**Victor Haghani and Andy Morton 2016**

**A thought experiment**

You can invest your wealth in only two assets: a risk-free one and a market portfolio of all public equities. Your investment choices however are limited to: A) put 100% in the risk-free asset, or B) 10% in the risk-free asset and 90% in equities. You cannot mix A) and B) -- you must choose one or the other. What is the lowest return (above the risk free rate) you would need to expect from equities for you to choose B?

Do you have your number in mind? Great. Now, imagine you’re still in this two asset world, and you wake up one day and you determine that the expected return of equities is in fact exactly equal to your answer above. But now you’re no longer limited to just options A and B; you’re completely free to invest however much you like in equities, from 0% to 100% or more. How would you invest now?

We’ve asked about a dozen friends this question, all financial professionals. If you’re like them, you’ve likely read the question twice, trying to understand exactly what we’re getting at. You may feel like you just answered that question, and isn’t 90% the answer?

Well, no, we don’t think it is. Please read on as we try to explain why we think 45% is about the right answer, and how we can use the perspective of this problem to answer some other interesting questions.

You can get an immediate intuition for the problem and its solution by replacing our first question with: how much ketchup on your fries would be so much that you’d be indifferent between no ketchup and that much ketchup? And then replace our follow-up question with: how much ketchup is your optimal amount? Our first question was calibrating your risk aversion via indifference points, and the follow-up question involved choosing an optimal point __anywhere__ in between. The halfway point is a pretty good estimate, and exact in some investing models.

**Putting a price on risk**

The properties of risk aversion are central to this problem, so let’s analyse the simplest type of risk, a 50/50 coin flip. A side payment is needed to make a typical, risk-averse person indifferent to risking a fraction ƒ of his wealth on such a flip. How should this required side payment vary with ƒ? There is a very good reason to suggest that it should be proportional to ƒ2, meaning we should demand four times the side payment for twice the bet size. To see this, compare a single flip risking √2% of your wealth with two consecutive flips each risking 1%. In both cases the mean and variance of total wealth change are the same (0 and 2). It seems reasonable that the total side payment should be the same too, which is only the case if the side payment is proportional to ƒ 2.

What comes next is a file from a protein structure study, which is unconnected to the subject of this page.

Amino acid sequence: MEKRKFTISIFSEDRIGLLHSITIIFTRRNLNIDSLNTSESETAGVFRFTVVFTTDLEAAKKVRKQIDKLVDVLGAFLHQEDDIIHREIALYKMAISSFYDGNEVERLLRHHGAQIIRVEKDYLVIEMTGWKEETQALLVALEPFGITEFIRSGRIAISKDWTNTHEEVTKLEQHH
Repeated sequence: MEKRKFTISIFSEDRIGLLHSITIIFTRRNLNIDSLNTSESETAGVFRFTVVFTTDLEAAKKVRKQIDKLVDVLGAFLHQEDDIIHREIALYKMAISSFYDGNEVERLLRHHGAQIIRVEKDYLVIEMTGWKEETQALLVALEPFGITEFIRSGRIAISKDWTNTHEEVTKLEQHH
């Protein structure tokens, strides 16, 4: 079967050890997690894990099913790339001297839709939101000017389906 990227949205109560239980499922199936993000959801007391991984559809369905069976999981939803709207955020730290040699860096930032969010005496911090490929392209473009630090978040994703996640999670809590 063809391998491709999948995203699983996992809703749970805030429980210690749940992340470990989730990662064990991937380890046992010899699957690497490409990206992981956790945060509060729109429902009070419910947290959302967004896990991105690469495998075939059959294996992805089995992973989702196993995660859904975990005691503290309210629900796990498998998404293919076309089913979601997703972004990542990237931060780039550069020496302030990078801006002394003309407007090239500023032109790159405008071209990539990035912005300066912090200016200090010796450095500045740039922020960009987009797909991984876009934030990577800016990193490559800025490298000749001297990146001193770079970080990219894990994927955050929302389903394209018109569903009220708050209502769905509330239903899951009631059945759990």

Thus the problem of side payments for coin flips boils down to choosing the specific multiple of ƒ 2 as your indifference point. Although it’s a matter of individual preference, we suggest a reasonable range for this multiple is 1 to 2. Let’s use 1, meaning you are indifferent to an offer of 1% compensation to take on a ±10% of wealth flip, or 4% to take on a ±20% flip and so on. You would accept coin flip offers with higher side payments than this, and decline those with lower.

To connect the coin example to the stock market, let’s simplistically model investing 90% of savings in the stock market for one year as risking 18% of wealth on the flip of a coin, meaning over a year we’ll either lose 18% or gain 18%. The rule suggests that we’d require a side payment of 3.2% (i.e. 0.182) of our wealth, or 3.6% on the 90% we have invested in equities, to be indifferent. You can see that in answering the question about what expected return you would need to be indifferent between putting 90% of your savings into equities or 0% in equities, you were calibrating your function of risk aversion.

Let’s now turn to the question of how much you should invest given the freedom to choose any bet size you like. Consider what happens as you increase your investment from 0. Your expected gain goes up proportionally, but your risk and hence the required reward for bearing it, goes up with the square of the investment. Adding these two effects gives the diagram below, illustrating why the optimal point is halfway between the indifference points of 0% and 90%. So, someone who is indifferent to investing 90% in equities if they had a 3.6% expected return would optimally invest 45% of his or her wealth in equities at that expected return. In general, optimal size is half the indifference point size.